5 Bits of Job Search Advice from the 80’s Movies Director John Hughes

80s moviesYou know those movie quotes that you can say word for word? (Or that you wish other people would stop using already?)

Turns out, there's actually job search advice hidden in there.


Filmmaker John Hughes was responsible for many of the classic movies in the 80's and 90's including Ferris Bueller's Day Off, Sixteen Candles, and (National Lampoon's) Vacation.


Across these three films and his many others, he's authored some of the most commonly spoken movie quotes. I've selected a handful of my favorites and translated into advice for the job search:

Quote from The Breakfast Club:



"You ought to spend a little more time trying to make something of yourself and a little less time trying to impress people."


Translation to interviews and the job search:

In resumes, cover letters, and interviews, many people are tempted to use big words to impress their interviewer. These include: 'intense', 'rigorous', 'cutting-edge', or 'thought-leadership'. Using such vocabulary can only get you so far, and using too many has been the death toll for some job applicants.


A better approach is to prove your abilities with past accomplishments and specific results: "With the technology upgrade I installed, we decreased website error complaints from 3 per day to 2 per month."


Quote from Ferris Bueller's Day Off:


"Life moves pretty fast. If you don't stop and look around once in a while, you could miss it."


Translation to interviews and job search:

For many people, daily life gets in the way of the job search. Responsibilities to family and the community and to a current job can take up so much time that job searching (or interview preparation) ends up on tomorrow's to-do list.


Unfortunately, while they're keeping busy, their professional aspirations may be getting short-changed. As a result, they could get pigeonholed in a job they planned on only keeping for a short time.


There is a great job out there for you. Before you miss it, look for new opportunities and constantly expand your network.


Quote from Weird Science:


"If you want be a party animal, you have to learn to live in the jungle."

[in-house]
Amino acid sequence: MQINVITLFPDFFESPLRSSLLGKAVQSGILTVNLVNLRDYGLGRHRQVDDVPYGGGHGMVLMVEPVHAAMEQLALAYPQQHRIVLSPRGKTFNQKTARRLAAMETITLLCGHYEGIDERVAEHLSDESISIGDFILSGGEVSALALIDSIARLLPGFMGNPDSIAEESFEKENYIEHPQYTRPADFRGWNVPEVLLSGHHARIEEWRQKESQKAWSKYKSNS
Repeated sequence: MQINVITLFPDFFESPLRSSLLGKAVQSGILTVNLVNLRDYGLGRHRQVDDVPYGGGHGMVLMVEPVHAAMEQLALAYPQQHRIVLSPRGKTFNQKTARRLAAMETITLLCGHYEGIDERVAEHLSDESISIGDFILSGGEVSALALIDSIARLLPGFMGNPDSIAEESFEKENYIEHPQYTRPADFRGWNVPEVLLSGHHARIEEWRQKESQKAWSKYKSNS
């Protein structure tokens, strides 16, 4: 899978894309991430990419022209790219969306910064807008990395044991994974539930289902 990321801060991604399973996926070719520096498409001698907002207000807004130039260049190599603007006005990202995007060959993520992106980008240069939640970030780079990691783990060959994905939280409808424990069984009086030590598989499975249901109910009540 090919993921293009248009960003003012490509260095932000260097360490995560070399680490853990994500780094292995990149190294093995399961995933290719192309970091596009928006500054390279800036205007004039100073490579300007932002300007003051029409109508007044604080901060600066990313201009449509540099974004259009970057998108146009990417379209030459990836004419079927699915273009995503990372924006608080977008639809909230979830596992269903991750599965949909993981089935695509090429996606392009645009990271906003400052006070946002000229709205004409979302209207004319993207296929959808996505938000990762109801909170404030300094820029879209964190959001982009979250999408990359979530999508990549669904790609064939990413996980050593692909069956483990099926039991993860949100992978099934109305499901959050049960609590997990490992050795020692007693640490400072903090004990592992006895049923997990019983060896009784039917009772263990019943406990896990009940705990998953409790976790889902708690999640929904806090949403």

Translation to interviews and job search:

If you want be in a new type of job or new industry, you have to understand the culture and the business. You'll be more successful in an interview when you appropriately use the lingo and understand the core concepts.


To move into a new 'jungle', build relationships with the people who work in the field. These relationships can both give you introductions and show you the 'lay of the land.'


Quote from Sixteen Candles:



"When you don't have anything, you don't have anything to lose. Right?"


Translation to interviews and job search:

Often job seekers ask questions like, "I applied for the job but I didn't get a response, should I follow up?" or "I was supposed to hear back from my interview a week ago, but no word. Should I follow up?" or "I was introduced to someone at the company where I really want to work. I asked them to coffee but I didn't hear back, now what do I do?"


In these three situations and in many others in the job search, you are in the position of having nothing to lose. When in doubt, follow up. Reach out. You may end up with no response or a negative response, but you'll be no worse off than you are now.


Quote from Home Alone:


"This is it! Don't get scared now!"


Translation to interviews and job search:

The job search is an odd and often scary process. You can find yourself face-to-face with a job interview you weren't expecting or a position that seems too good to be true. You may get no interest for months and then need to schedule two interviews on the same day. You can walk into an interview without any idea about what questions you will be asked or who will be inside the room.


As you review these tips on how to interview and job seek, recognize that the process is stressful and nerve wracking. All you can do is prepare the best way you can and move forward as confidently as possible. 


 Read more articles by Alan Carniol (See below)